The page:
Heroes and Villains

by MW Cook

John Calvin was a hero, they told me.  I didn’t argue.  It wasn’t my place to argue.  It was my place to listen.  And so John Calvin was a hero.

He was clever, you see.  A pioneer of sorts.  One of the first and brightest to read the Book the way they told me it was meant to be read.  He was a hero.  Like Martin Luther.

It bothered me that he killed a man, though.  Bothered me that he thought folks who disagreed with him ought to die.  But he was a product of his culture.  He can’t be fully blamed.  He just used worldly weapons in a spiritual war.  When you put it that way, it doesn’t seem like that big a deal.

Though I bet Michael Servitus thought it was a big deal.

And, sure, Martin Luther was a misogynist and anti-semite.  Well, he was a product of his culture, too.  Can’t be too harsh on him.  Or on Jonathan Edwards for his owning of slaves for that matter.  Products of their culture.  Innocent, in their own ways.  Heroes still, I suppose.

Mother Theresa, on the other hand, was not a hero, they said.  Sure she poured herself out for the ‘least of these’.  Sure she inspired millions and eased the sufferings of countless invisible people.  But she was the wrong kind of Christian.  Roman Catholic.  Damned.  In hell, despite her service.  That’s what they said.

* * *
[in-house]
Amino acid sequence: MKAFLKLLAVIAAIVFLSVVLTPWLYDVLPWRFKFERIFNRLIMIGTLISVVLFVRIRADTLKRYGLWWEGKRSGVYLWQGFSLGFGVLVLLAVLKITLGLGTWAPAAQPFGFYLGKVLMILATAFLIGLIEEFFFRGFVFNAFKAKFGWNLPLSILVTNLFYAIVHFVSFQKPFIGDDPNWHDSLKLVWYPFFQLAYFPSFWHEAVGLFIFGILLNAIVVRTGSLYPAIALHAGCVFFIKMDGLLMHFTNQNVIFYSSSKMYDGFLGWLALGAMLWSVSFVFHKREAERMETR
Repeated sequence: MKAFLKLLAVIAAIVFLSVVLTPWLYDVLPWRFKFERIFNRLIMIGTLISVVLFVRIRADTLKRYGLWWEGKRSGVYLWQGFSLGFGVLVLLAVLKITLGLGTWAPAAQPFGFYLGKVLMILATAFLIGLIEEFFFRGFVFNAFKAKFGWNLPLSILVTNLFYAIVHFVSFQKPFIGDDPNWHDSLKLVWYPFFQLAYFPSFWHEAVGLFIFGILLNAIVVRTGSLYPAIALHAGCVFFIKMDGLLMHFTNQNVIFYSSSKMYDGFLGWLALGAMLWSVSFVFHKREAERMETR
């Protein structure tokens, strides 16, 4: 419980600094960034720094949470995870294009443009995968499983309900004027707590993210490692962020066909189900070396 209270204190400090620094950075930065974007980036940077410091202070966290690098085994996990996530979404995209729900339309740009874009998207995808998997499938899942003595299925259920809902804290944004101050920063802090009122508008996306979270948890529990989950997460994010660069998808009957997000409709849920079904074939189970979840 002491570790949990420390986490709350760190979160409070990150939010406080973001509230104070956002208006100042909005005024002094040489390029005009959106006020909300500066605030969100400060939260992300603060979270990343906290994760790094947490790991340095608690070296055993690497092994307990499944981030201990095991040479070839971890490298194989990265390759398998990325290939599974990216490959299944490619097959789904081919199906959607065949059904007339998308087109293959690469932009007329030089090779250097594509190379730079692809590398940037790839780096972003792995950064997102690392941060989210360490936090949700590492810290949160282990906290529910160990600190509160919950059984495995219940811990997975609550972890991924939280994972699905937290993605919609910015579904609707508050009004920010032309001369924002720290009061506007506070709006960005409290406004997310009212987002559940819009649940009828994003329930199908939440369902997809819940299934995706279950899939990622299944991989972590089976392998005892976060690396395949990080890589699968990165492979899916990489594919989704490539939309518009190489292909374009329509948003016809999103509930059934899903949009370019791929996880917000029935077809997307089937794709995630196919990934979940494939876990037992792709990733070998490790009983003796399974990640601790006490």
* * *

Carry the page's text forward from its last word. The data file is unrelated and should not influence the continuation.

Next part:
Gandhi is another one who isn’t a hero.  Sure, he championed non-violent resistance against the forces of evil.  Sure, he fought against oppression and violence without resorting to violence and oppression.  But, like Theresa, he was one of ‘them’, not ‘us’.  Hindu.  Blind.  Damned and in hell, despite his service.  That’s what they said.

Is it any wonder?

Is it any wonder they talk about us like they do?

Is it any wonder I felt the need to [………]?

We forgive the murderers and slave owners because they thought like we do.

We condemn the compassionate souls because of a rosary and a dash of vermillion upon the forehead.